FIGS. 5-7 illustrate a heat sink assembly 100 according to another embodiment of the invention. The heat sink assembly 100 may include a plate 102, heat sink leads 104, and insulating bodies 106.

In an embodiment, the plate 102 may be made of copper and be square with a side length 108 of between 20 and 70 mm and a thickness 110 of between 1 and 8 mm. Four recesses 112 may lie at outer portions of two opposing sides of an upper surface of the plate 102. Each recess 112 may, for example, have a length 114 of approximately 6 mm as measured from an outer edge of the plate 102, a width 116 of 4 mm, and a depth 118 of 3 mm as measured from an upper surface of the plate 102. Each recess 112 may be rectangular in shape.

Each insulating body 106 may be made of a material with a low thermal conductivity and may lie within one of the recesses 112. The insulating bodies 106 may be rectangular and have dimensions, which are the same as the recess 112. In an embodiment, the insulating bodies 106 are made of low temperature co-fired ceramic material.

The heat sink leads may be made of copper and have plate portions 120, circuit board portions 122, and vertical portions 124.

An end of the plate portion 120 of each heat sink lead 104 may be embedded within an insulating body 106. To embed the plate portion 120 within the insulating body 106, the plate portion 120 may be positioned within the recess 112 so that the plate portion 120 is not in contact with any portion of the plate 102. A low temperature co-fired ceramic powder may then be deposited within the recess 112 and completely surround the plate portion 120 of the heat sink lead 104. The heat sink assembly 100 may then be heated causing the powder to melt. After cooling, the low temperature co-fired ceramic material may surround the end of the plate portion 120 within the recess 112.

In an embodiment, the heat sink leads 104 may extend horizontally from the insulating bodies 106, away from the outer edge of the plate 102. The vertical portions 124 of the heat sink leads 104 may extend downwards from the plate portions and have heights 126 of, for example, 2 cm. The circuit board portion 122 of each heat sink lead 104 may be connected to a lower end of the vertical portion 124 and extend horizontally away from the plate 102. When viewed from the top, the heat sink leads 104 may have a width 128 of, for example, 2 mm.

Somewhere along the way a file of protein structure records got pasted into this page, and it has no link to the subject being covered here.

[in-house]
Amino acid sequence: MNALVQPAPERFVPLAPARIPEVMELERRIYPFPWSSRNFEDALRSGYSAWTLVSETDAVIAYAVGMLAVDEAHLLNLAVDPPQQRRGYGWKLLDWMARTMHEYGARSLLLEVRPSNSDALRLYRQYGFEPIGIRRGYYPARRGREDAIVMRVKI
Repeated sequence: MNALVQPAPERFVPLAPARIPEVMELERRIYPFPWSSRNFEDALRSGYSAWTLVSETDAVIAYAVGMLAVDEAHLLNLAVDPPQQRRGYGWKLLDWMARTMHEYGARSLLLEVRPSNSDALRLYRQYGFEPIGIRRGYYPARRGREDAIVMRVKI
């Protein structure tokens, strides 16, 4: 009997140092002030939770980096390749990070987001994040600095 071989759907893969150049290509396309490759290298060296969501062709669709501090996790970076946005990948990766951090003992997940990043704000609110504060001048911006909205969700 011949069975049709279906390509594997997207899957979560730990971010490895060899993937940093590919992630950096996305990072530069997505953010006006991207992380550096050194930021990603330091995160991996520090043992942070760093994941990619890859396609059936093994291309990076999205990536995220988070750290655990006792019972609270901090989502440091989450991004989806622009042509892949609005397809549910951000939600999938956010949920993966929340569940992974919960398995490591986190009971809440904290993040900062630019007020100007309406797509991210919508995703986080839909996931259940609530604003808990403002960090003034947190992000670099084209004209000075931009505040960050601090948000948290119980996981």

The insulating bodies 106 may interconnect the heat sink leads 104 and the plate 102 so that no portions of the heat sink leads 104 contact the plate 102.

FIGS. 8 a-8 c illustrate a process for attaching the heat sink assembly 100 to a circuit board 130. The circuit board 130 may include a semiconductor package 132 placed thereon and solder pads 134. The semiconductor package 132 is similar to the semiconductor package 52 shown in FIGS. 4 a-4 c and may include a package substrate 136, a plurality of contact formations 138 on a bottom surface of the package substrate 136, and a microelectronic die 140 mounted on a top surface of the package substrate 136. The semiconductor package 132 may be placed on the circuit board 130 and lie between the solder pads 134. Masses 142 of solder paste may then be deposited onto the solder pads 134.